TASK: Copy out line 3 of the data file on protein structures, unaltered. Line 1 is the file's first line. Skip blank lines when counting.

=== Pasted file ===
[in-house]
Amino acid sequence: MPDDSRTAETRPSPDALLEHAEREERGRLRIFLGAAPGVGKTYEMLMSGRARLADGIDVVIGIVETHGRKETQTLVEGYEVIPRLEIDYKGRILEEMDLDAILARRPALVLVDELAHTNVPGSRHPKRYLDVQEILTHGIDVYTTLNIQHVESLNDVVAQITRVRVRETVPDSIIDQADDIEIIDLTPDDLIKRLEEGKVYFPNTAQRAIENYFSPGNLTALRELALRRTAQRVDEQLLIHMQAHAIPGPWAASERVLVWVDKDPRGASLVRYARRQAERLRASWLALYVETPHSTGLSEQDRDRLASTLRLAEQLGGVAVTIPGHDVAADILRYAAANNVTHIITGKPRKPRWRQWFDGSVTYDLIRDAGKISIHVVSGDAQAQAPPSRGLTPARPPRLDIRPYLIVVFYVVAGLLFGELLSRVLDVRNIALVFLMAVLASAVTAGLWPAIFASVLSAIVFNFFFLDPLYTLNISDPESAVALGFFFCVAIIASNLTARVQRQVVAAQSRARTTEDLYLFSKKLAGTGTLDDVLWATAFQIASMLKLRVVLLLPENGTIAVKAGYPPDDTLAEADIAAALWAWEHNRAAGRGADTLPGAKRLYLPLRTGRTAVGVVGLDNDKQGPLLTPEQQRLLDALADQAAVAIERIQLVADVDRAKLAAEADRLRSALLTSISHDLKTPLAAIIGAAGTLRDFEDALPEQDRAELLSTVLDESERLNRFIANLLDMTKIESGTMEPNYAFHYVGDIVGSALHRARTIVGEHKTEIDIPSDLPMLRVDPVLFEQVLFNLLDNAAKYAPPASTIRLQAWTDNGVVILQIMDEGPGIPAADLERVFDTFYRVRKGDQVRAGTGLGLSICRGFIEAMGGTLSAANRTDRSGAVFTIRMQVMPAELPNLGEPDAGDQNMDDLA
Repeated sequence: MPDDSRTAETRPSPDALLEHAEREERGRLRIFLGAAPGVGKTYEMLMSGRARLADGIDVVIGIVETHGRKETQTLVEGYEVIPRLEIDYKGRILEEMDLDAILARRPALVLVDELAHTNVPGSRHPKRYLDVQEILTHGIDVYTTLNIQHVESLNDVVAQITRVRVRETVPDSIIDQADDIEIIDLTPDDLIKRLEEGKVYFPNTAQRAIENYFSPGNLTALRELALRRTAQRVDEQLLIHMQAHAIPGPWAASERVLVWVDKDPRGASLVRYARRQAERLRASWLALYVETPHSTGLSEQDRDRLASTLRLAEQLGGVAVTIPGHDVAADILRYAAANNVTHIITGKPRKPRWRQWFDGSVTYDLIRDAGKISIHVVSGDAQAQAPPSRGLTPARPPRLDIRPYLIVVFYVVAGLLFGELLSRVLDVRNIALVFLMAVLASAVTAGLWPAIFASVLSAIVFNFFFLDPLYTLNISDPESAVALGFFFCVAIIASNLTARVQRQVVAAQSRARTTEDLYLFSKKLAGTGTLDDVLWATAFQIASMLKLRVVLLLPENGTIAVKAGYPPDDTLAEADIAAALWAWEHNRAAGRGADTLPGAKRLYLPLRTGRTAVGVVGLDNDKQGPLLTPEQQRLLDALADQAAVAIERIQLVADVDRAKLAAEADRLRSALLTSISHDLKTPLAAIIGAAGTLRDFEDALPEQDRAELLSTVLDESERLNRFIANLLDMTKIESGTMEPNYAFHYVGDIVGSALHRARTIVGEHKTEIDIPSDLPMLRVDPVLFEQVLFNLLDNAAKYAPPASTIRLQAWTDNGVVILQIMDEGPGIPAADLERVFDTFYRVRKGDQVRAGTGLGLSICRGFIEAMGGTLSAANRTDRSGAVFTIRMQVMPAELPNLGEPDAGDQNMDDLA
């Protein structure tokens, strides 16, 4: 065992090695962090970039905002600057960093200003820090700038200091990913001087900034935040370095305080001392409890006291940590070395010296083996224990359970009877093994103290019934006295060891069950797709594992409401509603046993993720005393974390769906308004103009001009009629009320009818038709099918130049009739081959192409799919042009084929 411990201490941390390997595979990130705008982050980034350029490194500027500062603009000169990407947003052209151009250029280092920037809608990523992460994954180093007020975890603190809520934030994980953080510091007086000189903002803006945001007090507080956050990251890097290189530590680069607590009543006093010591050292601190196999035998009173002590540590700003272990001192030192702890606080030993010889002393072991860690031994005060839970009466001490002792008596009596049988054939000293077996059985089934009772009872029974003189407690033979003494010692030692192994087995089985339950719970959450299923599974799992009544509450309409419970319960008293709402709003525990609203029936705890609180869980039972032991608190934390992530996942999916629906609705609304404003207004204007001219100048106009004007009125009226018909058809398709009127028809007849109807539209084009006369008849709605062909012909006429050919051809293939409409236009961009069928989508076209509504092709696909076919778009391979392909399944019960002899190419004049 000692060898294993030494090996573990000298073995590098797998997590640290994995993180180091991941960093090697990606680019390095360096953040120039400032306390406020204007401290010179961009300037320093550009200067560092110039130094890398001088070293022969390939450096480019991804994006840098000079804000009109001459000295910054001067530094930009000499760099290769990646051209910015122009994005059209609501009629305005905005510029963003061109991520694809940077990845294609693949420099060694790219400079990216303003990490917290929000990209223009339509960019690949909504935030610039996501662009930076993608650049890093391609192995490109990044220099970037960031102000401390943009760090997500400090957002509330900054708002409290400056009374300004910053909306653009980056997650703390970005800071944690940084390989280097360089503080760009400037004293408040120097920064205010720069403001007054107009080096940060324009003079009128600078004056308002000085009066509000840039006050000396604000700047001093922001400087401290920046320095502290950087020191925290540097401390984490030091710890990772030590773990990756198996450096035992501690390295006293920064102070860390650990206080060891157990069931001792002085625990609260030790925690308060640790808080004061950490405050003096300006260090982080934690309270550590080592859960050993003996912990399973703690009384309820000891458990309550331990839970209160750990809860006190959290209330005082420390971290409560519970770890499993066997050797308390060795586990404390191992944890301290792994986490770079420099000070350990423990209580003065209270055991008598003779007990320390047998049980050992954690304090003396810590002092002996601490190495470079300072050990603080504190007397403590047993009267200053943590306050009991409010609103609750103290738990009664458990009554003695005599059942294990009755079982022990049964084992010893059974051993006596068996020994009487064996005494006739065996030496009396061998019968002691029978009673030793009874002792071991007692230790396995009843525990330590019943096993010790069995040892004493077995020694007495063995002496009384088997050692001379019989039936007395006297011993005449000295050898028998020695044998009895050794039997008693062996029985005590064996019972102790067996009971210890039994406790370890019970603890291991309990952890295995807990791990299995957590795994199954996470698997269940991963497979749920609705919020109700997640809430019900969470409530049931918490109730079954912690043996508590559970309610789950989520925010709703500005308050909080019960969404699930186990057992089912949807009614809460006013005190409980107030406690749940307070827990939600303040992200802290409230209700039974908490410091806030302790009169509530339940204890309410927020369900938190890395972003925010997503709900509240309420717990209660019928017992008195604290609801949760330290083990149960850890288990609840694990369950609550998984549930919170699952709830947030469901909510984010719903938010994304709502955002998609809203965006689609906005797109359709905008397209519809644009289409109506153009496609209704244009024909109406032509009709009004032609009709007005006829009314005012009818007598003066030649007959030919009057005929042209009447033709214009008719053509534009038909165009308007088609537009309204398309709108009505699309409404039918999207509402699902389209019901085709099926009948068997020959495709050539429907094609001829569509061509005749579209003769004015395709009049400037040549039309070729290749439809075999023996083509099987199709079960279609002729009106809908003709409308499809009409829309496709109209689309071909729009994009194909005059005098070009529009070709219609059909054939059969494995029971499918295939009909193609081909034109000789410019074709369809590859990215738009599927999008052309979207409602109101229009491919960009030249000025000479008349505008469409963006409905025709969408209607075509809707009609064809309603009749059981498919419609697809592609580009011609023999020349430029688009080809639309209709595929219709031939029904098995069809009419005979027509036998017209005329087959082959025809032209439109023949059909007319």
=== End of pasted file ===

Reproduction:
Repeated sequence: MPDDSRTAETRPSPDALLEHAEREERGRLRIFLGAAPGVGKTYEMLMSGRARLADGIDVVIGIVETHGRKETQTLVEGYEVIPRLEIDYKGRILEEMDLDAILARRPALVLVDELAHTNVPGSRHPKRYLDVQEILTHGIDVYTTLNIQHVESLNDVVAQITRVRVRETVPDSIIDQADDIEIIDLTPDDLIKRLEEGKVYFPNTAQRAIENYFSPGNLTALRELALRRTAQRVDEQLLIHMQAHAIPGPWAASERVLVWVDKDPRGASLVRYARRQAERLRASWLALYVETPHSTGLSEQDRDRLASTLRLAEQLGGVAVTIPGHDVAADILRYAAANNVTHIITGKPRKPRWRQWFDGSVTYDLIRDAGKISIHVVSGDAQAQAPPSRGLTPARPPRLDIRPYLIVVFYVVAGLLFGELLSRVLDVRNIALVFLMAVLASAVTAGLWPAIFASVLSAIVFNFFFLDPLYTLNISDPESAVALGFFFCVAIIASNLTARVQRQVVAAQSRARTTEDLYLFSKKLAGTGTLDDVLWATAFQIASMLKLRVVLLLPENGTIAVKAGYPPDDTLAEADIAAALWAWEHNRAAGRGADTLPGAKRLYLPLRTGRTAVGVVGLDNDKQGPLLTPEQQRLLDALADQAAVAIERIQLVADVDRAKLAAEADRLRSALLTSISHDLKTPLAAIIGAAGTLRDFEDALPEQDRAELLSTVLDESERLNRFIANLLDMTKIESGTMEPNYAFHYVGDIVGSALHRARTIVGEHKTEIDIPSDLPMLRVDPVLFEQVLFNLLDNAAKYAPPASTIRLQAWTDNGVVILQIMDEGPGIPAADLERVFDTFYRVRKGDQVRAGTGLGLSICRGFIEAMGGTLSAANRTDRSGAVFTIRMQVMPAELPNLGEPDAGDQNMDDLA